Rep. Larry Larrañaga,

Record oil production and output levels across several Western states marked an “astonishing” year for New Mexico and several other Western states, according to new reporting data.

New figures for the full year of 2017 released late last month by the Energy Information Administration (EIA) show New Mexico’s oil production topped 172 million barrels of oil in 2017, up from the previous record of 147 million barrels produced in 2015. The state’s December monthly output, 17.2 million barrels, was the highest going back to 1981.

Rep. Larry Larrañaga (R-27) told Western Wire the production in the Permian Basin has been “absolutely great for New Mexico.”

“The volumes coming out of there, the production coming out of there, it’s been absolutely astonishing,” Larrañaga continued.

More importantly for New Mexico, he said, is that the production is a tribute to the companies that work and employ New Mexicans.

“They found the deposits there and found ways to make the wells they’ve drilled maximize the production. In (New Mexico’s) House Appropriations and Finance Committee, I said, ‘TGFF’—‘thank goodness for fracturing,’” Larrañaga said.

“Horizontal drilling has been a great way to get the best production out of those wells, and New Mexico is a big beneficiary of that. I’m elated about it,” Larrañaga concluded.

“2017 was a record-breaking year because of the prolific growth and potential producers are seeing in the Permian Basin,” said Ryan Flynn, Executive Director of the New Mexico Oil and Gas Association, in a statement.

“Last year, oil and natural gas producers invested more than $13 billion in New Mexico, and these investments are clearly beginning to have positive impact on the state’s economy. New Mexico is rich with natural resources, and safely developing our oil and natural gas economy is key to New Mexico’s future,” Flynn said. The increase in production also means “growth in jobs, the economy, and funding for our public schools and state budget.”

But New Mexico’s record production wasn’t isolated, as many Western producing states had record production or saw a return to record levels from the 2014-2015 downturn. A Western Wire review of EIA records for several states going back to 1981 confirms soaring output across several oil-producing basins—Anadarko (Oklahoma), Bakken (North Dakota), Niobrara (Colorado), and Permian (New Mexico, Texas).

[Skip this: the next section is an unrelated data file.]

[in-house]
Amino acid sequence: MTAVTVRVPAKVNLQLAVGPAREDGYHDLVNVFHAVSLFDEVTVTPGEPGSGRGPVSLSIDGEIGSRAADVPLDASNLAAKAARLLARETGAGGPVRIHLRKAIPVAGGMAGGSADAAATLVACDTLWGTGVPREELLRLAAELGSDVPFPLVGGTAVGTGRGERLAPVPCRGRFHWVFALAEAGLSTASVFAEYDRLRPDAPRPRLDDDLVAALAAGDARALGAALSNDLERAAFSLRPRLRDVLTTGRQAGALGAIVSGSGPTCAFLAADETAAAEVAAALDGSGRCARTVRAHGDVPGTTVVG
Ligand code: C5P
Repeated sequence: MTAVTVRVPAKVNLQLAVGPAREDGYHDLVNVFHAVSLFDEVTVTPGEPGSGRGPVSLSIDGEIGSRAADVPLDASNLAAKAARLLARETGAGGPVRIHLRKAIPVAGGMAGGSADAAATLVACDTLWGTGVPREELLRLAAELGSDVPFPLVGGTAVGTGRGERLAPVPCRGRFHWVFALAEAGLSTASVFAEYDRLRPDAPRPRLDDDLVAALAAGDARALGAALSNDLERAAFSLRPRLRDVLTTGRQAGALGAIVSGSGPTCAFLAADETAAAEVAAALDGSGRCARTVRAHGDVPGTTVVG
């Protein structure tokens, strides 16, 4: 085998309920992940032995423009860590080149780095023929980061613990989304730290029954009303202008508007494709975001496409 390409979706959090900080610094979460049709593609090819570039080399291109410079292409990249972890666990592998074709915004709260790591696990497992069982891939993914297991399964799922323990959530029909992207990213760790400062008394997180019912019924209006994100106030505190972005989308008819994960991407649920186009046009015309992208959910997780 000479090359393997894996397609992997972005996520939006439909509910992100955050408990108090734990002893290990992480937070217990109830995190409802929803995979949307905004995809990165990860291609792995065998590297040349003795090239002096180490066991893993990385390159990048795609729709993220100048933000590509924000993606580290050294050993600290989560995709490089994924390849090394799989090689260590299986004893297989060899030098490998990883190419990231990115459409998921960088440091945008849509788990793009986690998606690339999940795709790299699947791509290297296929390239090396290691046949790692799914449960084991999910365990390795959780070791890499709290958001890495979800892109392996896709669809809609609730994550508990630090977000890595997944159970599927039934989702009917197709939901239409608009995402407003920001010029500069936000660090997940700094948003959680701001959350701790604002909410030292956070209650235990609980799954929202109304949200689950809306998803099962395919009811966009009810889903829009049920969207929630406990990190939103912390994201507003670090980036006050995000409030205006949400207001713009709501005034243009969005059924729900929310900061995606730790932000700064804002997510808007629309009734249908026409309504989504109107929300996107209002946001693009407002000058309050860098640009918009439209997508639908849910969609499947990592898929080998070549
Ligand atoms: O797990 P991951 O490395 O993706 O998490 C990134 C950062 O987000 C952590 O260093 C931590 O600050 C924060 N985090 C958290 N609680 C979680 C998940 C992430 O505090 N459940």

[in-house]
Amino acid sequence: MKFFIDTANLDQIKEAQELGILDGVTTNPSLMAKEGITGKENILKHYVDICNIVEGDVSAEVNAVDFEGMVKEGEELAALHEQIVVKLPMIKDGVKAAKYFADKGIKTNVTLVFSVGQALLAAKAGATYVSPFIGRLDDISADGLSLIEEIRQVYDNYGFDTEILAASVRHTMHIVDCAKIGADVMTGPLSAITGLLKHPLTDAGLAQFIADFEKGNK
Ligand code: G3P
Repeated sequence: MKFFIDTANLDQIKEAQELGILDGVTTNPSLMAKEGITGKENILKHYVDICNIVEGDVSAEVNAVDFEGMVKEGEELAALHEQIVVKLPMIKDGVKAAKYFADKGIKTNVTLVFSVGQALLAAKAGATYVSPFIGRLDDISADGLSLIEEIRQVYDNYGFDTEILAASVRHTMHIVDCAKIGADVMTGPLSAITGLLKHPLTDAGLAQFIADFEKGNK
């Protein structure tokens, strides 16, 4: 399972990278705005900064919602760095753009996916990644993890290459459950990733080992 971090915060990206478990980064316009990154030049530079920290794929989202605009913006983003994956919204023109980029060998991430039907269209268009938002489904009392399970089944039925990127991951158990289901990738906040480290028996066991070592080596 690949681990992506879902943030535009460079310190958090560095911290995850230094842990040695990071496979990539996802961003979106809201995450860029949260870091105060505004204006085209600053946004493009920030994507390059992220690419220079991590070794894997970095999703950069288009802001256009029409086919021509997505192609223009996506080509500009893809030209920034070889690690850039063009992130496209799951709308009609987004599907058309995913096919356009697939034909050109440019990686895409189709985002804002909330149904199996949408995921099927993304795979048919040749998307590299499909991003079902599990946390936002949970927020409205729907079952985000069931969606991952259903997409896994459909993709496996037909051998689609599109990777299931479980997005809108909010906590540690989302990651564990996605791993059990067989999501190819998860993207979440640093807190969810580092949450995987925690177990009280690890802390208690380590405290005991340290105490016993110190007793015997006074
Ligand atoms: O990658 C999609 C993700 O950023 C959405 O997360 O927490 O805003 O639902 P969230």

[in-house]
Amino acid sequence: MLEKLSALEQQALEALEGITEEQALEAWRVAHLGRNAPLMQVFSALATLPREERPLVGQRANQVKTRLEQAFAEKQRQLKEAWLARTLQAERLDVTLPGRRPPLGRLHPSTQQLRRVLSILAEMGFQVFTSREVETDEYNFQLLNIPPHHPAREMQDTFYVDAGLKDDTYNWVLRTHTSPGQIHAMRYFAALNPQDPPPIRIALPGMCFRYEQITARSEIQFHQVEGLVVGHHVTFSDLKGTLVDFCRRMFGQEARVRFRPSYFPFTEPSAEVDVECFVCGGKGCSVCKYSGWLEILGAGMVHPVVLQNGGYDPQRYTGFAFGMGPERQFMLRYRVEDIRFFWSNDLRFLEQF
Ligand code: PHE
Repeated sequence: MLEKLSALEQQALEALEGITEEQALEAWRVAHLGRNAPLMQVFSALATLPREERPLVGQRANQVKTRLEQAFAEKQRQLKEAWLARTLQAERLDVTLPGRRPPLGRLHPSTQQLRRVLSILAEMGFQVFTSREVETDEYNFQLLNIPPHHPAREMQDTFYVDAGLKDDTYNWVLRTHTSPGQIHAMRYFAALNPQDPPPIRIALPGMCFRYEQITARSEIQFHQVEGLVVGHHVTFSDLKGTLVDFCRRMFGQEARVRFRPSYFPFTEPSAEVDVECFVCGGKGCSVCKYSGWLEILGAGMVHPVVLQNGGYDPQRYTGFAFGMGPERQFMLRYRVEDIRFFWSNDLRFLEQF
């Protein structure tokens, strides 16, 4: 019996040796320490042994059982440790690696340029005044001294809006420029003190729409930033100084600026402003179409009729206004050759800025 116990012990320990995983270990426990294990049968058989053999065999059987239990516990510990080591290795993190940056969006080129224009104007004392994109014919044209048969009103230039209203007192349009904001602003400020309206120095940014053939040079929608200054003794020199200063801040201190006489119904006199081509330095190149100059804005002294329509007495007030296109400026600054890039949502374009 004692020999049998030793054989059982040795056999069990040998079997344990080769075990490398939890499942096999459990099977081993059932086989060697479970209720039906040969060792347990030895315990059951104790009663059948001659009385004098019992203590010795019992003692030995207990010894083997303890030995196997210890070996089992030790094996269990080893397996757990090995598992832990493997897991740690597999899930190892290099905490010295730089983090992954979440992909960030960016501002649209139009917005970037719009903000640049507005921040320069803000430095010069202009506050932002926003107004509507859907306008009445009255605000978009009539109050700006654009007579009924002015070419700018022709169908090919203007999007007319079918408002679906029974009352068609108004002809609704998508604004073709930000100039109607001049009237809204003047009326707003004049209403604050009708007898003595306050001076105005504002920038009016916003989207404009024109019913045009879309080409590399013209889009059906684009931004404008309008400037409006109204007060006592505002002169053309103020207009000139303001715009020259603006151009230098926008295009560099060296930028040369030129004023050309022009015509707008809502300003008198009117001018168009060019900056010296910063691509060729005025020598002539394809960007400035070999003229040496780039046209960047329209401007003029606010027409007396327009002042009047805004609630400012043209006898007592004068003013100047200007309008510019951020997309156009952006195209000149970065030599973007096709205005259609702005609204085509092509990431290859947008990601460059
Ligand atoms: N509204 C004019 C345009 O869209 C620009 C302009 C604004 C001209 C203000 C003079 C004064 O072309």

Texas, which shares the Permian basin with southeast New Mexico, saw nearly 122 million barrels of output in December 2017, by far the most productive month since EIA records began. Overall, Texas produced 1.28 billion barrels of oil in 2017, and more than 100 million barrels per month for the first time, according to EIA statistics.

Colorado’s oil production topped 128 million barrels in 2017, closing the year with more than 13.3 million barrels produced in December, a record for production, according to EIA statistics going back to 1981.

Oklahoma’s December monthly output, 15.4 million barrels, is also the highest stretching all the way back to 1981. The state produced nearly 166 million barrels during 2017, the most annual crude oil production since 1984.

North Dakota has nearly recovered to 2014 levels of output, with 388 million barrels produced in 2017.

U.S. monthly crude oil production exceeded 10 million barrels per day in November 2017 for the first time in 47 years, according to the EIA. Oil production per day is projected to increase in 6 out of 7 oil producing regions, with the Permian topping out with an additional 80,000 barrels per day by April 2018.

Forecasts for record oil and gas production in 2018 and 2019 “are largely attributable to increased production of natural gas and crude oil enabled by the use of hydraulic fracturing techniques in tight rock formations. EIA expects increases in natural gas production to be the leading contributor to overall fossil fuels production growth in 2018 and increases in crude oil production growth to the be leading contributor in 2019.”